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‘All In The Family’ Weekly Run Down…

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‘All In The Family’ Weekly Run Down…

Here’s a great television artifact from of of it’s biggest shows. As you can see, the show taped on Tuesday nights, which I think stayed constant at both Television City and Metromedia. Enjoy and share!


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State Of The Art Television: 1961 & The Ampex Editec System

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State Of The Art Television: 1961 & The Ampex Editec System

This great 1961 demo tape from KTTV in Los Angeles gives us one of the most thorough run throughs of video switching effects and video capabilities of that era available. Keep in mind though, videotape was still a cut and splice process till 1963 when Ampex introduced the Editec system which came after this video was created, but here’s the way it worked…

Editec was the first form of electronic video editing, allowing broadcast television editors frame-by-frame recording control, simplifying tape editing and the ability to make animation effects possible, but left a lot to be desired. They had no time code, no way to mark edit points, and no pre roll.

Just like the cut-and-splice technique, editors found edit points by stopping the tape near the start of a scene and fine-tuning the reel position by hand.

With points marked on both machines, they manually wound the tapes backward an equal number of control track pulses. Then they started both machines playing at the same time. At the edit point, they punched record on the master machine.

Two things determined whether the edit hit at the right time: the speed of the machine’s record switch, and the carefully-timed twitch of the editor’s finger.

If the editor hit the button early, or if the switch started recording a fraction of a second sooner than the editor guessed, the previous scene on the master got clipped.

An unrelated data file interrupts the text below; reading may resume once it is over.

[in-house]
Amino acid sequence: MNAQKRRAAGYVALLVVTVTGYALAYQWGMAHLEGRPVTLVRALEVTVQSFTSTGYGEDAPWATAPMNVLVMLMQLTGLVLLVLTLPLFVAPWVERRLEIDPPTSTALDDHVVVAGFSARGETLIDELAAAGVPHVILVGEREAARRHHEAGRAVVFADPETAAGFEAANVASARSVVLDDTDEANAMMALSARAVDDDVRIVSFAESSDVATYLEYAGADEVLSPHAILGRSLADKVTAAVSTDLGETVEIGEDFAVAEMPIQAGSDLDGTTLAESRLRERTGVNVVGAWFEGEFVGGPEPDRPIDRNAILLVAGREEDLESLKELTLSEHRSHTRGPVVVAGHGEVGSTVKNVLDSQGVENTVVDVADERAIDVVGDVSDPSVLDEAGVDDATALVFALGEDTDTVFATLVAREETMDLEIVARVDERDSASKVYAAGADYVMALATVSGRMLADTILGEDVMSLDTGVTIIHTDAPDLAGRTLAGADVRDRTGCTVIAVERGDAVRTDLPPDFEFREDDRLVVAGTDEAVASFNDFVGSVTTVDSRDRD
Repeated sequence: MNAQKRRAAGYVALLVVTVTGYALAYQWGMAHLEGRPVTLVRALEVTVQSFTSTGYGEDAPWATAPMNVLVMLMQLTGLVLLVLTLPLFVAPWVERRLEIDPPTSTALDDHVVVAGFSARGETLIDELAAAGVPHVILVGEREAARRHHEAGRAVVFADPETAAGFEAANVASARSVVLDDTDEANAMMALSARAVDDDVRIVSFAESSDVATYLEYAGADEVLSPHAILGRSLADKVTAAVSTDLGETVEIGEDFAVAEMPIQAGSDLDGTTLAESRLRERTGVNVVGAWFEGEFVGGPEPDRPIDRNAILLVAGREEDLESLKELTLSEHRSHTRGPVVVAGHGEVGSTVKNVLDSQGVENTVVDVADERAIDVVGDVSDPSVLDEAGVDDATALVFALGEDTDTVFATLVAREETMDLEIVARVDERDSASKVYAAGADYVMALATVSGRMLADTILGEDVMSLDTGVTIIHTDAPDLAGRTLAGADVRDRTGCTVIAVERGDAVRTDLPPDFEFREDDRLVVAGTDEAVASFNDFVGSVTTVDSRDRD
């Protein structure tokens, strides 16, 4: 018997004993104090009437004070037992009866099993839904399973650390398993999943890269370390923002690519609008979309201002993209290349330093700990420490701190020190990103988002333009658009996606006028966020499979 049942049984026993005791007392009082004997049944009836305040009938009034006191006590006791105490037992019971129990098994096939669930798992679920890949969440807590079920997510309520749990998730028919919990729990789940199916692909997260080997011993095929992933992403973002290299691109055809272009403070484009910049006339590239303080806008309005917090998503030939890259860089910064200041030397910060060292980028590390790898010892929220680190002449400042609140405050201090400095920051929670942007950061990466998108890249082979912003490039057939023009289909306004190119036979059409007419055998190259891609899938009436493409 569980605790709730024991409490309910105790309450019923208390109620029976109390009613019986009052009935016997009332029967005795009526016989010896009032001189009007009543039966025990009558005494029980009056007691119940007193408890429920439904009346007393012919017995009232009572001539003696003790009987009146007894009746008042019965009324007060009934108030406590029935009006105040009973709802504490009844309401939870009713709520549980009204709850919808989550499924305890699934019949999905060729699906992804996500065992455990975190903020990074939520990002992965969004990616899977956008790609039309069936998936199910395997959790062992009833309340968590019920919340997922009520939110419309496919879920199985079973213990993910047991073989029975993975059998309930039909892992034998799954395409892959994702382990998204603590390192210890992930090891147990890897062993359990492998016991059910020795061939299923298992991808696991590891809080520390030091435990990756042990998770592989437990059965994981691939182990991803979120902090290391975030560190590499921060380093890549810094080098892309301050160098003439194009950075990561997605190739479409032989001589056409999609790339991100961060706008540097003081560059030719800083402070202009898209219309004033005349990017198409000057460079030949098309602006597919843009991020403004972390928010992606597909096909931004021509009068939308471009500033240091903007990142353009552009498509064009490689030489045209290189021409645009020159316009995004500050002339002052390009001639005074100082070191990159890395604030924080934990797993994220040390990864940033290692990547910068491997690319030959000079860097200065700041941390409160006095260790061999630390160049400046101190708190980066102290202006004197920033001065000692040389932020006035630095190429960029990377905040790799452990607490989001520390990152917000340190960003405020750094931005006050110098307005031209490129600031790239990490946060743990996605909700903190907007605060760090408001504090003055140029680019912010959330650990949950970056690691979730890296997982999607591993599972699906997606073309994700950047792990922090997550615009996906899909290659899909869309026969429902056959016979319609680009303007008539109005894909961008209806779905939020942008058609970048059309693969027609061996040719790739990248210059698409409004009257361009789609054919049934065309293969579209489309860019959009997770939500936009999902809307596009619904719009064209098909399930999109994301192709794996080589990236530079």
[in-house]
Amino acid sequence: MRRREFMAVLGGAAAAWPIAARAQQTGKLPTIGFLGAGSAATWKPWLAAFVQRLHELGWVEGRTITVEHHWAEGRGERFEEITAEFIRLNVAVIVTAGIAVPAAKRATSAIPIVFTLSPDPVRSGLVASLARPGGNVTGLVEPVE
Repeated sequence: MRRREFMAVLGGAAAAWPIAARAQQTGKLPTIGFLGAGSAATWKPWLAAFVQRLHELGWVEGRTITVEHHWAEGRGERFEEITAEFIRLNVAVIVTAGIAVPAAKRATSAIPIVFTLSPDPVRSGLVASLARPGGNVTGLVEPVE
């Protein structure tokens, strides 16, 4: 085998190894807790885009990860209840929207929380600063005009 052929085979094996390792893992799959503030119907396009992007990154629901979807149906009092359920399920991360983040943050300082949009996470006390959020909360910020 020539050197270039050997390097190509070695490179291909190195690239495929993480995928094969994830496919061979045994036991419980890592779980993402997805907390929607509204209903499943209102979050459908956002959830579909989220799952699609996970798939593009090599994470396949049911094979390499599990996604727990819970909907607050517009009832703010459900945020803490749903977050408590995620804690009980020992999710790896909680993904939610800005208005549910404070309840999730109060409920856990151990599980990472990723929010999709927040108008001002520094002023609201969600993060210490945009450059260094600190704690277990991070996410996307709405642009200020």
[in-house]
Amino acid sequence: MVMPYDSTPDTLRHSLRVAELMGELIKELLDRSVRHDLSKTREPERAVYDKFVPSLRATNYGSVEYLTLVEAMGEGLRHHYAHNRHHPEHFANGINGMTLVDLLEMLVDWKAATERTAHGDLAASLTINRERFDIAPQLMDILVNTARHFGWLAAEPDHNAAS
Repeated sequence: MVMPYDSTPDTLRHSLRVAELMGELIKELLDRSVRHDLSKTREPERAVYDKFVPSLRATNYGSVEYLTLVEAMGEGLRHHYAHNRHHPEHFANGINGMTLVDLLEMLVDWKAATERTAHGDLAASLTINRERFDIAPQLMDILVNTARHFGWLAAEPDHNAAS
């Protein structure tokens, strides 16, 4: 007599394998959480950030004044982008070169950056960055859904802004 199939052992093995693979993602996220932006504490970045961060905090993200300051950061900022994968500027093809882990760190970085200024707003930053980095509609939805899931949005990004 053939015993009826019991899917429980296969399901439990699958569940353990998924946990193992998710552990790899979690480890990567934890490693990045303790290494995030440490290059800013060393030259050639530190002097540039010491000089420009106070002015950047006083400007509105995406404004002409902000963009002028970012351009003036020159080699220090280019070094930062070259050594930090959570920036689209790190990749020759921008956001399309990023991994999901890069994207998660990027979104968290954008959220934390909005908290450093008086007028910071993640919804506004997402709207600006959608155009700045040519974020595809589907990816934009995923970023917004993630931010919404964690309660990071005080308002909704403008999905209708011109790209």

If the edit happened too late, the editor had to decide if it was bad enough to take a second time. Repeating edits got tricky because the window to get it right grew narrower and narrower with each attempt. If the second try triggered too soon, it botched the master. If it triggered too late, it meant yet another try.

Typically, alert editors and reliable machines could get within a half-second of the intended edit point using this technique. Enjoy and share!

https://www.youtube.com/watch?v=qZUbtrZUAY8

1961 demonstration of video based effects by Los Angles based KTTV. Called “Television Tape” as Ampex had trademarked “Videotape” http://www.televisiontape.t…
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The Ampex NAB Poster By MAD Artist Jack Davis

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By Request…The Ampex NAB Poster By MAD Artist Jack Davis

Every once in a while, people ask me to post this and since we’ve been on the edge of Ampex land the last few days, here is the biggest and best image I can find of this. I think this was given out at the NAB back in the 70s.

In 1944, the Ampex Electric and Manufacturing Company was formed by Alexander M. Poniatoff in San Carlos, California. The name AMPEX consists Poniatoff’s initials…AMP, with with the EX added as an abbreviation for “excellent” to form the unique name.


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The Oldest Surviving Color Videotape…May 22, 1958

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The Oldest Surviving Color Videotape…May 22, 1958

This is the dedication of NBC’s new studios for WRC Radio and TV, it’s owned and operated station in Washington DC. President Eisenhower is on hand for the occasion as are David and Robert Sarnoff and many distinguished guests.